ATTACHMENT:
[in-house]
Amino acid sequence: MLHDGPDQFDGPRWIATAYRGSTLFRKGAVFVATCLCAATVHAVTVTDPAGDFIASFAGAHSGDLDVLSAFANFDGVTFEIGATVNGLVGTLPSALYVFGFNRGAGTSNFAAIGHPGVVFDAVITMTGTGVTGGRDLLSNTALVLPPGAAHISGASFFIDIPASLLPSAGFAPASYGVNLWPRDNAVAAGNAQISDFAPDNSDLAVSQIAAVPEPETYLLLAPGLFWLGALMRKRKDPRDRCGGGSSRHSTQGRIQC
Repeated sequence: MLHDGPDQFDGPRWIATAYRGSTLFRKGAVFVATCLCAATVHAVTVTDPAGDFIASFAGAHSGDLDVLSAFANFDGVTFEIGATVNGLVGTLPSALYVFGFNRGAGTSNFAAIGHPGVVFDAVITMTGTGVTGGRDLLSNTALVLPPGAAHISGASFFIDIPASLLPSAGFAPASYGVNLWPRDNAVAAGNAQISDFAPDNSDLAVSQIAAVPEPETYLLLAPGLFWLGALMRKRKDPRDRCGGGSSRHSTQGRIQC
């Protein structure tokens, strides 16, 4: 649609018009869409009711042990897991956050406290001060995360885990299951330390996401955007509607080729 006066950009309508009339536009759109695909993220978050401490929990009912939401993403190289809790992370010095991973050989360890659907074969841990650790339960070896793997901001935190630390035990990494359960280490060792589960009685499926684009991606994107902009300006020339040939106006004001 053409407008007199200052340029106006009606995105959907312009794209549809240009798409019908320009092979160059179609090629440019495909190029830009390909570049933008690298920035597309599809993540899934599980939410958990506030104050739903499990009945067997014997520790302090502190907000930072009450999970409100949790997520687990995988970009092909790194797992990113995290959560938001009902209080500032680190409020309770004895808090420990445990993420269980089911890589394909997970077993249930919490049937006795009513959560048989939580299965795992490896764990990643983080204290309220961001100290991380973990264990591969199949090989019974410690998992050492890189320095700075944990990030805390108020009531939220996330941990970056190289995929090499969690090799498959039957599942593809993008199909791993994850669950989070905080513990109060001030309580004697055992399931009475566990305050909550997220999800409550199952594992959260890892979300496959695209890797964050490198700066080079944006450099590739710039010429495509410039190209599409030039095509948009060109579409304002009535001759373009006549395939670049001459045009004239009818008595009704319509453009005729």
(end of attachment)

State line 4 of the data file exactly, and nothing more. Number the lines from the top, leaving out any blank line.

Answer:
């Protein structure tokens, strides 16, 4: 649609018009869409009711042990897991956050406290001060995360885990299951330390996401955007509607080729 006066950009309508009339536009759109695909993220978050401490929990009912939401993403190289809790992370010095991973050989360890659907074969841990650790339960070896793997901001935190630390035990990494359960280490060792589960009685499926684009991606994107902009300006020339040939106006004001 053409407008007199200052340029106006009606995105959907312009794209549809240009798409019908320009092979160059179609090629440019495909190029830009390909570049933008690298920035597309599809993540899934599980939410958990506030104050739903499990009945067997014997520790302090502190907000930072009450999970409100949790997520687990995988970009092909790194797992990113995290959560938001009902209080500032680190409020309770004895808090420990445990993420269980089911890589394909997970077993249930919490049937006795009513959560048989939580299965795992490896764990990643983080204290309220961001100290991380973990264990591969199949090989019974410690998992050492890189320095700075944990990030805390108020009531939220996330941990970056190289995929090499969690090799498959039957599942593809993008199909791993994850669950989070905080513990109060001030309580004697055992399931009475566990305050909550997220999800409550199952594992959260890892979300496959695209890797964050490198700066080079944006450099590739710039010429495509410039190209599409030039095509948009060109579409304002009535001759373009006549395939670049001459045009004239009818008595009704319509453009005729």